The Department of Homeland Security announced that visitors from Britain, France, Germany, Spain, Japan, Australia, and 21 other countries will be photographed and fingerprinted when they enter the United States.New York TimesThe International Boundary Commission warned that the U.S.-Canadian border is becoming overgrown and could be lost in some places.New York TimesBulgaria, Estonia, Latvia, Lithuania, Romania, Slovakia, and Slovenia joined NATO; Russia was unhappy about NATO forces creeping so close to its border.New York TimesTreasury Secretary John Snow said that “outsourcing” of American jobs makes the American economy stronger.Cincinnati EnquirerThe trial of L. Dennis Kozlowski and Mark H. Swartz, the former CEO and CFO of Tyco International, ended in a mistrial.New York TimesMicrosoft and Sun Microsystems made peace.New York TimesThe founder of Ikea, the Swedish furniture company, denied that he is now the world’s richest man, and scientistsAssociated Pressfound that purebred dogs really do resemble their owners but that mutts do not.New ScientistA brawl broke out at an anger-management seminar at a high school in Maryland.Baltimore SunIt was reported that the U.S. government’s main laboratory for mad-cow testing, which is located in an Iowa strip mall, is not secure enough to store dangerous pathogens.ReutersPrime Minister Thaksin Shinawatra of Thailand made his 17-year-old daughter get a job at a McDonald’s in Bangkok.ReutersTwo street children in Zimbabwe were arrested after they stole 100 million Zimbabwe dollars (about $23,000) and bought food, clothing, and household goods for other street children.New York TimesAngola was planning to outlaw genetically engineered cereals, which would jeopardize a United Nations program that feeds 2 million people.New York TimesAn Australian inventor created an electronic gun that can fire one million rounds per minute, and aAustralian ITJapanese robot conducted the Tokyo Philharmonic Orchestra in a performance of Beethoven’s Fifth Symphony.New Scientist A new study found that toddlers who watch too much television are more likely to have a hard time concentrating by age seven; anotherSeattle Post-Intelligencerstudy found that preschoolers are the fastest growing market for antidepressant drugs.Express ScriptsVillagers in Romania were having trouble with vampires.Seattle Times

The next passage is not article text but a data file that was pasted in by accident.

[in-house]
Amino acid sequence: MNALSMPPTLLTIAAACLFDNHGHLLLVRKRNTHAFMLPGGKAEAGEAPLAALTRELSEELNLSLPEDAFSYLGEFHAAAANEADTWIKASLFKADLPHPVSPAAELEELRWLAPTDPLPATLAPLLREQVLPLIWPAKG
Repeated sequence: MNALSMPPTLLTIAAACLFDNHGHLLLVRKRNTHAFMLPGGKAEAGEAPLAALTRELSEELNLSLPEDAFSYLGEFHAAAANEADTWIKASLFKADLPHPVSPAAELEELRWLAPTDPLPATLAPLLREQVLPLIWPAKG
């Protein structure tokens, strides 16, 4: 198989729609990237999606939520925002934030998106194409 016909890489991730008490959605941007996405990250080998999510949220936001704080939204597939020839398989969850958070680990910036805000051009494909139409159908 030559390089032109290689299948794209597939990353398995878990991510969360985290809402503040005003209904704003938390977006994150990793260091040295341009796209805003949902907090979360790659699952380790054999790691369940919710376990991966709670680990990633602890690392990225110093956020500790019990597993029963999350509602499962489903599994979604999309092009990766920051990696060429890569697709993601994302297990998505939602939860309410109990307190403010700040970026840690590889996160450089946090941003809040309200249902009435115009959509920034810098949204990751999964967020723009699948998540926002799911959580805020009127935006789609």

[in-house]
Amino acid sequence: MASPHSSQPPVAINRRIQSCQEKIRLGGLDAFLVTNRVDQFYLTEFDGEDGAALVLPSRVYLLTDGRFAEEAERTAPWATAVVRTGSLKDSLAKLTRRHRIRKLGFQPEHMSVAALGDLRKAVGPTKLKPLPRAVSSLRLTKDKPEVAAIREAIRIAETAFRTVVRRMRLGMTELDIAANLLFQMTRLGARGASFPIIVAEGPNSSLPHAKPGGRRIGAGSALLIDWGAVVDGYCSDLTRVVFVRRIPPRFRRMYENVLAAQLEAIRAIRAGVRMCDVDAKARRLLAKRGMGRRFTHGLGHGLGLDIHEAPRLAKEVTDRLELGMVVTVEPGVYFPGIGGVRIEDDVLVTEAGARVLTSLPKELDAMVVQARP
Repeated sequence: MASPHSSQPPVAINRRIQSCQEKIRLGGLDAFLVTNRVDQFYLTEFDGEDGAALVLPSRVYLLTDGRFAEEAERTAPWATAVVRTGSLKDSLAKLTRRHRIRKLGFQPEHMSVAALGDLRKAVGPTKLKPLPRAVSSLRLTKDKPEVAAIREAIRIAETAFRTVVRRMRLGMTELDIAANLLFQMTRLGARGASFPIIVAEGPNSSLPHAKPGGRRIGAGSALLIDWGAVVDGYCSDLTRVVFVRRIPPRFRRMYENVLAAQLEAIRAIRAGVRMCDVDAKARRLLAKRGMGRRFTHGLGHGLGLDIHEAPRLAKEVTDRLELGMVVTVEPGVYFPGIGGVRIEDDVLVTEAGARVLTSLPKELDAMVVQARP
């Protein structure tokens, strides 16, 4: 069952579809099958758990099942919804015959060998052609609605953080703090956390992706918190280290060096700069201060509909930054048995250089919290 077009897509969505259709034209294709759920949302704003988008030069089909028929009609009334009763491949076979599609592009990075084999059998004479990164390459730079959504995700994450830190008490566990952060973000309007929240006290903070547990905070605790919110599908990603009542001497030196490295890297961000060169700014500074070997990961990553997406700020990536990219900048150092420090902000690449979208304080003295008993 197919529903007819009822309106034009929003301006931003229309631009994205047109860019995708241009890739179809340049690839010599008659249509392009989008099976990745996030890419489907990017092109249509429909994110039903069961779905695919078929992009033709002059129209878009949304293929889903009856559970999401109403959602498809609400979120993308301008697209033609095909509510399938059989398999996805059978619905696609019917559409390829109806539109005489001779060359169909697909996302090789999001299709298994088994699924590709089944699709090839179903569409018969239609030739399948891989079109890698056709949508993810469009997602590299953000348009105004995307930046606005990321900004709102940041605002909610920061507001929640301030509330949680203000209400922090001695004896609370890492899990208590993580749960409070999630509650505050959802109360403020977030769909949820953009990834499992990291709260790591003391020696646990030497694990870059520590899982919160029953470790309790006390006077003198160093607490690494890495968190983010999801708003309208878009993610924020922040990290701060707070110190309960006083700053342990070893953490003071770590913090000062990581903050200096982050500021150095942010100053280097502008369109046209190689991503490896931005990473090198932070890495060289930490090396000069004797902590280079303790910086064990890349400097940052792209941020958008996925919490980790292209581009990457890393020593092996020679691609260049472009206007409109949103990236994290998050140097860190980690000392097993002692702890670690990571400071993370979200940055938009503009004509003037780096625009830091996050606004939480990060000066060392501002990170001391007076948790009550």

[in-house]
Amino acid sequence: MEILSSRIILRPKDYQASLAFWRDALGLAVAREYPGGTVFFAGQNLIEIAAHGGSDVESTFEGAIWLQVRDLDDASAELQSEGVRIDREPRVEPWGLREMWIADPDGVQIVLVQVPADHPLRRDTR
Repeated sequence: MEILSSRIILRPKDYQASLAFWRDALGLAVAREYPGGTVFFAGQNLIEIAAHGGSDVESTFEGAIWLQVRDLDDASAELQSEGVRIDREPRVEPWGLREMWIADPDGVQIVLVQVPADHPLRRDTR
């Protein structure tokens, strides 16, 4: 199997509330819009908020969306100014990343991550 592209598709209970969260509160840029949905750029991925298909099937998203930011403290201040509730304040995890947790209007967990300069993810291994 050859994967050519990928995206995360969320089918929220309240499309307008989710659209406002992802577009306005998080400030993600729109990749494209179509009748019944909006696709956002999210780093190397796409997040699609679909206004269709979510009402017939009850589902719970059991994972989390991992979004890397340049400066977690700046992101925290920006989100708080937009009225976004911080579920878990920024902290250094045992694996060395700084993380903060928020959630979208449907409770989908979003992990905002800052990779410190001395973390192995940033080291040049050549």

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It has become something of a commonplace to say that Mike Pence belongs to another era. He is a politician whom the New York Times has called a “throwback,” a “conservative proudly out of sync with his times,” and a “dangerous anachronism,” a man whose social policies and outspoken Christian faith are so redolent of the previous century’s culture wars that he appeared to have no future until, in the words of one journalist, he was plucked “off the political garbage heap” by Donald Trump and given new life. Pence’s rise to the vice presidency was not merely a personal advancement; it marked the return of religion and ideology to American politics at a time when the titles of political analyses were proclaiming the Twilight of Social Conservatism (2015) and the End of White Christian America (2016). It revealed the furious persistence of the religious right, an entity whose final demise was for so long considered imminent that even as white evangelicals came out in droves to support the Trump-Pence ticket, their enthusiasm was dismissed, in the Washington Post, as the movement’s “last spastic breath.”